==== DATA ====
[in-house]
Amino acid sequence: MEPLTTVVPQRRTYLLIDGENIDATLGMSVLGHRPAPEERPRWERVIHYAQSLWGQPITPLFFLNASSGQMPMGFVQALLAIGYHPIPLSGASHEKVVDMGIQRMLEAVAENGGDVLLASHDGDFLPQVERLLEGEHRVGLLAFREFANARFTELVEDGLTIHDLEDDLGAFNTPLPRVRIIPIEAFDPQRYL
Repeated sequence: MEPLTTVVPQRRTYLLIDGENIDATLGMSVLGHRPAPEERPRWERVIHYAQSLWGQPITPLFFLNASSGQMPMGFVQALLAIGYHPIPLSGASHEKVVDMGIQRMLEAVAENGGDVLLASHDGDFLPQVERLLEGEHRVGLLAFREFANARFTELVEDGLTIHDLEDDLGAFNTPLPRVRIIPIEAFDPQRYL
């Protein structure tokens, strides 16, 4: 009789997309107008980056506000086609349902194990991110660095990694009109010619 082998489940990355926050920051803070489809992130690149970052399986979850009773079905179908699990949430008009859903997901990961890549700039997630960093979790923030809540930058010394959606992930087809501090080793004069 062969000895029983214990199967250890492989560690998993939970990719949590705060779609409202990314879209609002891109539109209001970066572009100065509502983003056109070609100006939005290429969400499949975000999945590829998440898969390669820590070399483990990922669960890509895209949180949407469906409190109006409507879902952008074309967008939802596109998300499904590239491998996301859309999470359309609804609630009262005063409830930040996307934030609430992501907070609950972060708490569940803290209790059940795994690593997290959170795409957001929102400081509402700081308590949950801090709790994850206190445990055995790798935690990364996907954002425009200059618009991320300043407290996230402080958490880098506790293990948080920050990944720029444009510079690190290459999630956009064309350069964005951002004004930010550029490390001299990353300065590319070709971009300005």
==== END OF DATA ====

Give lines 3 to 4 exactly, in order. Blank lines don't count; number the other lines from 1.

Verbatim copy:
Repeated sequence: MEPLTTVVPQRRTYLLIDGENIDATLGMSVLGHRPAPEERPRWERVIHYAQSLWGQPITPLFFLNASSGQMPMGFVQALLAIGYHPIPLSGASHEKVVDMGIQRMLEAVAENGGDVLLASHDGDFLPQVERLLEGEHRVGLLAFREFANARFTELVEDGLTIHDLEDDLGAFNTPLPRVRIIPIEAFDPQRYL
């Protein structure tokens, strides 16, 4: 009789997309107008980056506000086609349902194990991110660095990694009109010619 082998489940990355926050920051803070489809992130690149970052399986979850009773079905179908699990949430008009859903997901990961890549700039997630960093979790923030809540930058010394959606992930087809501090080793004069 062969000895029983214990199967250890492989560690998993939970990719949590705060779609409202990314879209609002891109539109209001970066572009100065509502983003056109070609100006939005290429969400499949975000999945590829998440898969390669820590070399483990990922669960890509895209949180949407469906409190109006409507879902952008074309967008939802596109998300499904590239491998996301859309999470359309609804609630009262005063409830930040996307934030609430992501907070609950972060708490569940803290209790059940795994690593997290959170795409957001929102400081509402700081308590949950801090709790994850206190445990055995790798935690990364996907954002425009200059618009991320300043407290996230402080958490880098506790293990948080920050990944720029444009510079690190290459999630956009064309350069964005951002004004930010550029490390001299990353300065590319070709971009300005």